Shumlin: When in doubt, EatMoreKale, less Chick-fil-A (and please buy a t-shirt)

Gov. Peter Shumlin has delivered political messages to dozens of different kinds of audiences over his 11 months in office. He’s made statements on health care reform, renewable energy, gay marriage, UVM’s future and holding the line on tax increases.

On Monday, the governor took time out of his busy schedule – just before he left for a two and a half day sojourn in Los Angeles for a Democratic Governor’s Association conference — to use his bully pulpit to send a message to a “corporate bully” — Chick-fil-A fast food restaurants.

Shumlin called a press conference to lend his support to a funky t-shirt printer in Montpelier who has become a cause célèbre in less than a week. Bo Muller-Moore, founder of the EatMoreKale hand silk screened t-shirt and inimitable sticker franchise, received a cease-and-desist order from Chick-fil-A this fall, demanding that the Montpelier resident stop using the “eat more” slogan and shut down his website. The Georgia-based corporation alleges that Muller-Moore is infringing on its “eat mo chikin” trademark. Last month, Muller-Moore’s lawyer, Daniel Richardson, challenged the order. The story was picked up by the Associated Press and the New York Times.

The governor jumped on the media bandwagon on Monday and poked fun at the $3.5 billion a year chicken sandwich purveyor – in the interest of supporting a small signature Vermont business.

“Here’s a clear message to Chik-fil-A: If you think Vermonters don’t understand the difference between kale and a chicken sandwich, we invite you to Vermont and we will give you a lesson about the difference between kale and a chicken,” Shumlin told the gathering of print and TV journalists at Capitol Stationers in Montpelier. “They have very distinct features that should be noticed. Kale is a vegetable, chickens are birds. Birds create manure, kale eats manure. There are other differences as well, but I don’t want to get carried away.”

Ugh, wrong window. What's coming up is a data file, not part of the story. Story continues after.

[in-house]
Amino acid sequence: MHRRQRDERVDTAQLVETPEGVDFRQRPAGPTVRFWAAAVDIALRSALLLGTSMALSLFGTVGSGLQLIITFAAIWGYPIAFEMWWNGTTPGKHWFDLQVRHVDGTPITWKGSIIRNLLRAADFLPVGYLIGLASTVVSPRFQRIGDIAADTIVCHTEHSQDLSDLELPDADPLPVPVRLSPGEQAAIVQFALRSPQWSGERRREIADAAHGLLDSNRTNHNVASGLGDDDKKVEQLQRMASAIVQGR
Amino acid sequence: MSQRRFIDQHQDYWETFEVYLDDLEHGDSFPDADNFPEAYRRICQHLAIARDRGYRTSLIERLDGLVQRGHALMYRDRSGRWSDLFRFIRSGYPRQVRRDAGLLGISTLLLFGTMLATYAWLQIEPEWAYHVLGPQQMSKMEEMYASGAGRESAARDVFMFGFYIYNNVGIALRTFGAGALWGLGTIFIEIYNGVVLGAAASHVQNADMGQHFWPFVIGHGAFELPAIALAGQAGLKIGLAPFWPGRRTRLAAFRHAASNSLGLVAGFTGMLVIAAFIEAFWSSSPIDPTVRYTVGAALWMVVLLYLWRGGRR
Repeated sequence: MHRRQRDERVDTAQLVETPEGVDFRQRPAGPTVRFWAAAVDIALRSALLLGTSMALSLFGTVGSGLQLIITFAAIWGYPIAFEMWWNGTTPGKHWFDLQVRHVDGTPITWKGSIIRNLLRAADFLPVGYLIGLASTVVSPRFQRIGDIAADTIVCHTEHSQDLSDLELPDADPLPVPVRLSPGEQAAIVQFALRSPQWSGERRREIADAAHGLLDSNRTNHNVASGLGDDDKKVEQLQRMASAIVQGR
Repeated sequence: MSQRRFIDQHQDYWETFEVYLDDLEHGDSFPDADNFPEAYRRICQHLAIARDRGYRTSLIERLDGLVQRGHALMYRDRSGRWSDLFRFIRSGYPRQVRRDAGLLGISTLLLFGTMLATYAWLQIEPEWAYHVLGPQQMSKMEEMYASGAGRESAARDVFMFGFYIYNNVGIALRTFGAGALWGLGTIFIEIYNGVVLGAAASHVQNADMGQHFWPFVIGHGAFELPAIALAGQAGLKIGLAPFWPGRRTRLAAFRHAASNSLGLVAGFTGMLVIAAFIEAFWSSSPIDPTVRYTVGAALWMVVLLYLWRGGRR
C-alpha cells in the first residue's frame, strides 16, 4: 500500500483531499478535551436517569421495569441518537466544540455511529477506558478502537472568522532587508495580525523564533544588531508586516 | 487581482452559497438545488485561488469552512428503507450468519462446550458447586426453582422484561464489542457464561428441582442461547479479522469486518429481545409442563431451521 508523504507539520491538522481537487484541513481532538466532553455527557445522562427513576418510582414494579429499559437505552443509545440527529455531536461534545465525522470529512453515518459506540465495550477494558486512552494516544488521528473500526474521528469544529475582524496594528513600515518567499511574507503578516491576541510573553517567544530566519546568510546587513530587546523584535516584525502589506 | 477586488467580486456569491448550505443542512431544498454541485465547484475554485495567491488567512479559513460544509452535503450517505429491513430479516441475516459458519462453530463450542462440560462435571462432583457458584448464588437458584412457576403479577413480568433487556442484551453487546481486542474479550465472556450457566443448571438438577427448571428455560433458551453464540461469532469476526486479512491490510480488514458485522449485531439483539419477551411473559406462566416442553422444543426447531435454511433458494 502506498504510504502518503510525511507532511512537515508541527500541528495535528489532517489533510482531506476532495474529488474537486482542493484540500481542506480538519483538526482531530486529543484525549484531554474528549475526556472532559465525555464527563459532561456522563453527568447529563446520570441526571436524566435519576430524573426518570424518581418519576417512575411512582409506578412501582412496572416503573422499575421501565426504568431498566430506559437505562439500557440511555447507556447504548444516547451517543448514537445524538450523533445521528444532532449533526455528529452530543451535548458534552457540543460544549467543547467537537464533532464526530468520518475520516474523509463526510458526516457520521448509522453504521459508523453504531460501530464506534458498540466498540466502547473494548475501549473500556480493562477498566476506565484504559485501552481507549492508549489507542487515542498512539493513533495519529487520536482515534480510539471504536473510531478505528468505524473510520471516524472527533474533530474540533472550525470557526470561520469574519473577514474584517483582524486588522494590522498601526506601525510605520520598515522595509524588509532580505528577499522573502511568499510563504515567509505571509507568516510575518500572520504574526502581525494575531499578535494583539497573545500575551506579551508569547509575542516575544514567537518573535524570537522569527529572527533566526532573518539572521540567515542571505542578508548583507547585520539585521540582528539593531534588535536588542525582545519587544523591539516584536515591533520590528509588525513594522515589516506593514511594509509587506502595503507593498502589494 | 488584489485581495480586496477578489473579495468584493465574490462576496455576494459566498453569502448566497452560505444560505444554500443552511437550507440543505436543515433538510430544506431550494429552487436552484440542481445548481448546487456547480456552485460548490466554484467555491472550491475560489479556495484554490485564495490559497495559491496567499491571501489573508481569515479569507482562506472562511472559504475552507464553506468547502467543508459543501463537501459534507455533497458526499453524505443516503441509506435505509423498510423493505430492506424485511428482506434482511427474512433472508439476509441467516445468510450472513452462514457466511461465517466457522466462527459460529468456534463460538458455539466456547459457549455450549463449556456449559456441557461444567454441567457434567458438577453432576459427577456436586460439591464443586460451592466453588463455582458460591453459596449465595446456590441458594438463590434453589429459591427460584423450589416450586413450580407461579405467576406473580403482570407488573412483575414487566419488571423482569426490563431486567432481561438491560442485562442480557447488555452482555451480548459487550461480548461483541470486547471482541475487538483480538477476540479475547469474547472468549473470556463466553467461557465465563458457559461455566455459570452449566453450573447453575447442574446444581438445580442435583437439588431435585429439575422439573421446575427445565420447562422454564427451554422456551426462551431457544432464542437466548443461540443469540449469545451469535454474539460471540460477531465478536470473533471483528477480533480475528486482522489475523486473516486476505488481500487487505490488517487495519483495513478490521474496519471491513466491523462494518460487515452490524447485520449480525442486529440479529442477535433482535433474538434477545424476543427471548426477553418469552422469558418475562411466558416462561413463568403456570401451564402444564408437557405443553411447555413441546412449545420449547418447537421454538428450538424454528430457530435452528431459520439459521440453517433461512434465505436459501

Shumlin unveiled a new t-shirt – “Team Kale” (and stickers) – that Muller-Moore will be selling for his legal defense fund in the counter suit against Chick-fil-A. The governor’s office promoted the new sales items as a way to support Vermont’s local agriculture and the local economy.

“Team Kale is an effort to raise money for Bo’s defense fund to send Chick-Fil-A a clear message don’t interfere with buy local, don’t interfere with our agricultural renaissance where we’re growing local food and selling it locally because more and more Vermonters care where their food comes from, what’s in it and who grew it,” Shumlin told reporters. “Don’t mess with our efforts to grow jobs, one job at a time.”

A legal fight could, as Muller-Moore put it, “get real expensive.”

“They are fat cats with deep pockets,” Muller-Moore said. Then Shumlin finished his sentence: “And we’re Vermonters trying to sell Team Kale t-shirts. This is as good an example as any of a simple way for David to meet Goliath and for the good person to win.”

Laurence Miller, secretary of the Agency of Commerce and Community Development, and Chuck Ross, secretary of the Agency of Agriculture, were also on hand to give remarks.

A Burlington Free Press reporter asked why the governor’s administration was singling out Eat More Kale when there are likely lots of other businesses in the state that would also like public support from his office.

“Our business folks have seen extraordinary adversity,” Shumlin said. “It’s been the roughest recession in American history, and we’re going to do whatever it takes to support every single job creator in Vermont and when a corporate bully comes in, we’re going to kick you out. We say no way.”

Muller-Moore, who has received an overwhelming number of orders since last week (he’s been putting in 13 to 14 hour days), makes a modest living from the t-shirts, which he prints in his home studio.

Shumlin held up the Eat More Kale enterprise as an example of the kinds of creative mom-and-pop outfits that keep Vermont’s economy going.

“We are a state of small business people,” Shumlin said. “Eighty percent of our businesses have fewer than 50 employees.”

The “Team Kale” t-shirts sell for $50; stickers cost $10; and vinyl transfers are $15. For more information, go to

Anne Galloway

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